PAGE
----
Why did you decide to throw Thunder parties in this neck of the woods?

Miles: When we were originally looking for a venue I was convinced we needed to be in the Dalston area. It’s just buzzing, maybe like Shoreditch was 15 years ago, but with added genuine local community, which will hopefully act as a bit of a safety valve and stop the area being taken over by dick heads. I remember first visiting the Superstore and being blown away not just by the venue but the crowd, and the feel of the area. And since Superstore blazed that trail, that buzz has spread to other local venues. But it’s still got that rough edge. I love it, on a summer’s evening, at the weekend, the atmosphere is electric. I don’t think there is anywhere in London like it right now, not Hackney Wick, not Peckham, it’s just right and it’s basically the place to be if you want to throw a good party and have people who live for good parties turn up. That’s why we’re there.

What is the combined age of Thunder?

Miles: You should know a lady never tells… but we are actually all in our teens, we’ve just, erm, had hard lives.

Your guests have been pretty special – what do you look for in a headliner?

Rick: Someone we all admire musically whilst trying to bring in folk who you may never get to hear in such intimate surroundings.

Miles: Like Rick says, someone we are really into and admire, not just as a producer but as a DJ too. Neville Watson, John Heckle, Patrice Scott, Sven Weisemann and our next guest, Domenic Cappello, are all very accomplished producers, but you know what? They are all at least as good, if not better, behind the turntables as they are in the studio. That is important to us, because there are plenty of ‘hot’ DJs out there, whose hotness is based primarily on cobbling a couple of tune together on a laptop. We are after greater authenticity, because that’s what Thunder is about – real people doing stuff they love for the love of it.

Joe: I’d say the primary thing is, can they properly rock a party, as opposed to just turning up and playing a few tunes. The other thing is someone who takes a bit of pride in their craft who has gone to some effort to look out a really exciting, unpredictable selection of underground house. Every guest so far has played pure vinyl, so it couldn’t be further removed from the laptop DJ playing the latest Beatport anthems… there has to be a bit of love and care about what they do.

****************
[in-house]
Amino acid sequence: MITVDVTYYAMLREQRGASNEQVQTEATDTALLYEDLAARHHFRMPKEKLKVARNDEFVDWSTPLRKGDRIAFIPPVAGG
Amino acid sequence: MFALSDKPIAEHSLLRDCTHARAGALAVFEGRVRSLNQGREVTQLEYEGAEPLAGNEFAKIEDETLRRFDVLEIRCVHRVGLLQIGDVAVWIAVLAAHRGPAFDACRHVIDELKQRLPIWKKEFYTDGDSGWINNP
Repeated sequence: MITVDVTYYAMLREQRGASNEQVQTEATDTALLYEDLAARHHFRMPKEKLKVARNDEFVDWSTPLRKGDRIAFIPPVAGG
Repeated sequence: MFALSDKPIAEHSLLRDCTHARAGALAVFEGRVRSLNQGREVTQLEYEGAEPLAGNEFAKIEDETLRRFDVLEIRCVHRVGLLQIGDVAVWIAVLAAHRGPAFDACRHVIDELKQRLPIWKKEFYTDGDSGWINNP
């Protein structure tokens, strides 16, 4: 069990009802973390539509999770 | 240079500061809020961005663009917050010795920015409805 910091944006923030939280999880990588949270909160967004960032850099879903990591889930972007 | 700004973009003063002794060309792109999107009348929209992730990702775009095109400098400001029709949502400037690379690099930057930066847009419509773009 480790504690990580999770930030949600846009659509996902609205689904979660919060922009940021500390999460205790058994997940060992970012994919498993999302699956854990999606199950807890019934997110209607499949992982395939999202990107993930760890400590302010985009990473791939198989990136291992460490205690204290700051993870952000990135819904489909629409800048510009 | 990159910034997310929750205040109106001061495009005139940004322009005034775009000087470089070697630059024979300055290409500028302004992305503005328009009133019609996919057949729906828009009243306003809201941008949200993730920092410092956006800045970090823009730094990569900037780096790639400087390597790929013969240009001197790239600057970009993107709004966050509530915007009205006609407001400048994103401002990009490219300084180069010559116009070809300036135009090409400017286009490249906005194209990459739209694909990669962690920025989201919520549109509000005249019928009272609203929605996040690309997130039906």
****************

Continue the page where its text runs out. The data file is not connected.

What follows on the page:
What is your fantasy Thunder line-up?

Rick: Personally love to get Derrick May down for an evening. That would be special.

Miles: Blimey. If I had a time machine, then it would have to be two rooms – the first would have London club legend Breeze warming up for 1990-93 vintage Tony Humphries and then the Junior Vasquez of 1991-92 see us through to lunchtime. Room Two would have Walter Gibbons, Tee Scott and Jim Burgess, who are basically my disco heroes.

But in the absence of a time machine, maybe Chez Damier and DJ Nature? Or Joy Orbison and Sven Weisemann back to back – that would be nuts. Actually, Derrick May is a great shout. With Theo Parrish and Kenny Dixon Junior warming up… in the original Sound Factory, with the Milk Bar bolted on as a second room and the roof terrace from Pacha stuck on top. Although I’d settle for DJ Nature or Joy Orbison though in our little basement though.

Joe: I’d borrow Miles’ time machine and have a two room club as well; Larry Levan playing a happy hardcore set in one room with, DJ Rush & DJ Funk playing back-2-back in the chill-out room. I’d also have “Blocko and Peasy” doing the cloakroom just for the jolly japes they’d get up to – bloody nutters.

Miles: Right, let’s bin the time machine plan then…

What does the future hold for Thunder?

Miles: Well in the immediate future, we have a party on 20th July with Glasgow house superstar, Domenic Cappello. Then the weekend after we’re playing at the FARR Festival in Hertfordshire, with loads of other great DJs, like you (Dan), Hannah Holland, JD Twitch, Bicep, Terry Farley and Trevor Fung and two days before that on Thursday 26th, we’re playing a FARR warm up party at the Dalston Superstore. All very exciting! Beyond that we want to continue to build on the parties we’ve had so far and throw more great parties continue to play music we love and that hopefully other people like too, work with a diverse range of DJs that we admire, and most importantly, have lots of fun we people like. It’s not much of a master plan but it seems to have worked out okay so far!

THUNDER with Domenic Cappello

Rick: That we all remain sane and continue to move and grow in the right direction that we want. Think we’ve achieved that thus far so we’ll continue moving forward, onwards & upwards as they say.

Joe: I won’t be happy until we’re as big as Swedish House Mafia. Only when we’re playing to 70,000 people at Milton Keynes Bowl with Rick banging out loads of old Relief records will I think we’ve achieved our goals…

Miles, Rick and Joe play Society’s warm-up party for Farr Festival on Thursday 26th July at Dalston Superstore from 9pm – 3am and on the R$N Vs Society stage at Farr Festival on Saturday 28th July.